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Mix up salad to get more fruits and vegetables

July 25, 2007|By LYNN LITTLE

It's a fact: most Americans aren't getting enough fruits and vegetables in their daily diets. According to the U.S. Department of Agriculture's Dietary Guidelines for Americans and MyPyramid, everyone older than 2 years old should eat 4 to 5 servings (2 cups) of fruits plus 4 to 5 servings (2 1/2 cups) of vegetables every day. Yet, only a small percentage of adults currently meet this goal.

Whether you're making a trip through the salad bar or creating your own salad at home, side and main dish salads can be a great way to eat more colorful fruits and veggies every day and keeping calories under control. They can be quick, simple and easy to prepare, or they can be made more elaborate, with complicated preparation steps. Green salads can be a powerhouse of nutrition; however, they also can become loaded with fat and calories if you're not careful.

Begin with the greens. Salad greens form the basis of most salads. Gone are the days when green salad meant only iceberg lettuce. Today there are many different types of greens available. Look for red leaf, red and green romaine, mixed greens, butterhead, spinach, kale, watercress and arugula. Salad greens are a good source of many vitamins and minerals, including folate, vitamin C and beta-carotene. Keep in mind that darker green leafy vegetables, such as spinach, romaine lettuce, watercress and arugula, generally contain more nutrients than paler ones, such as iceberg lettuce.

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Color your plate with a rainbow of colors. Various colored vegetables add texture and interest to salads as well as providing health-promoting phytochemicals, vitamins and minerals. Be creative and go beyond the traditional tomato, carrot and cucumber. Peppers, beets, broccoli, cauliflower, green peas, onions and radishes all make tasty additions.

Vegetables are one of the best sources of fiber. Various forms of fiber help reduce blood cholesterol levels, cutting heart disease risk. Fiber also is considered important in cancer prevention. This might be due to its role in the intestinal tract, where it keeps foods, including potential carcinogens, moving through - and ultimately out of - the system. One-half cup of beans, broccoli, peas or corn provides more than 2 grams of fiber, a good start on the road to the 25 to 30 grams recommended daily.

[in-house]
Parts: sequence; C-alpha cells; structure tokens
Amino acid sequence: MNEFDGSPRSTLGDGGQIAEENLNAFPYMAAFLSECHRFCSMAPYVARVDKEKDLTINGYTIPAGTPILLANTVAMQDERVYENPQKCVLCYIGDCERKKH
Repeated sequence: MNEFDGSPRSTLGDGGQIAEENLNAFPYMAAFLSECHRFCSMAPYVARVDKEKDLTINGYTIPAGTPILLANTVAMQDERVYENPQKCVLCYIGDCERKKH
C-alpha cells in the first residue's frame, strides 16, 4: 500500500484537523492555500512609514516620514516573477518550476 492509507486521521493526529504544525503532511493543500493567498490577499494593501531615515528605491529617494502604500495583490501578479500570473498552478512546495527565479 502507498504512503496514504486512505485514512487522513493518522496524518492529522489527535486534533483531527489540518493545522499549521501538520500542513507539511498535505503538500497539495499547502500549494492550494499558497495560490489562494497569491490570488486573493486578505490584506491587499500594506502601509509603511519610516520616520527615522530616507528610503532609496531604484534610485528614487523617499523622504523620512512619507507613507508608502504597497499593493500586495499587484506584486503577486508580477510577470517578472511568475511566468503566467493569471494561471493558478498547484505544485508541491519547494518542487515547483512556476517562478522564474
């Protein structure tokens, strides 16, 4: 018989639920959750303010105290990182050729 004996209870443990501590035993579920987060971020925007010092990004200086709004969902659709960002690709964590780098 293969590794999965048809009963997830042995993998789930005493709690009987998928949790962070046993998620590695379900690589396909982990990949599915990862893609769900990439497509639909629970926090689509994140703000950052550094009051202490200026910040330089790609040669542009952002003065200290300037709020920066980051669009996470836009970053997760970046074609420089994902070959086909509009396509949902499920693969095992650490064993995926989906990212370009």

For added color and taste, don't forget the fruit. Adding fruit to a green salad is a great way to add more color, taste and texture, along with extra vitamins, minerals and fiber. Pineapple chunks, raisins, dried cranberries, melon balls, berries, orange segments and grapes are nice complements to any green salad.

If your salad is being served as the main course, it's important to include protein-rich ingredients. Try garbanzo beans, kidney beans, tofu, lean ham, turkey or chicken strips or canned tuna in spring water.

Count on calcium. Spooning on low-fat yogurt, cottage cheese or other cheeses adds the bone-building, osteoporosis-fighting nutrient calcium to your salad. Get a little nutty. Toss on some chopped nuts such as almonds, walnuts or cashews. Although nuts are high in fat, they contain mostly heart-healthy monounsaturated and polyunsaturated fats rather than saturated fat.

Go easy on the croutons, bacon bits and chow-mein noodles. Opt for more nutritious extras such as low-fat shredded cheese, hard-boiled eggs or ground flaxseed.

Finally, be careful how you dress your salad, because this is where the fat and calories can pile up. Salad dressings can significantly increase the fat and calorie content of an otherwise healthy salad. If you choose to use regular salad dressing, limit the amount used on your salad to 2 tablespoons, which will add approximately 150 calories and 15 grams of fat to the salad.

If weight loss is a goal, then consider one of the reduced fat, reduced-calorie dressings. You still need to pay attention to serving size. If you prefer the "real" thing, consider vinaigrettes made with olive or canola oil. These oils are high in unsaturated fats that, unlike saturated fats, actually can help lower blood cholesterol levels. For an almost no-calorie, no-fat topping, splash your salad with lemon juice or flavored vinegar, add salt and pepper and enjoy!

Visit www.fruitsandveggiesmatter.gov to find out how many fruits and vegetables you need, plus recipe ideas.

Lynn Little is a family and consumer sciences educator with University of Maryland Cooperative Extension in Washington County.

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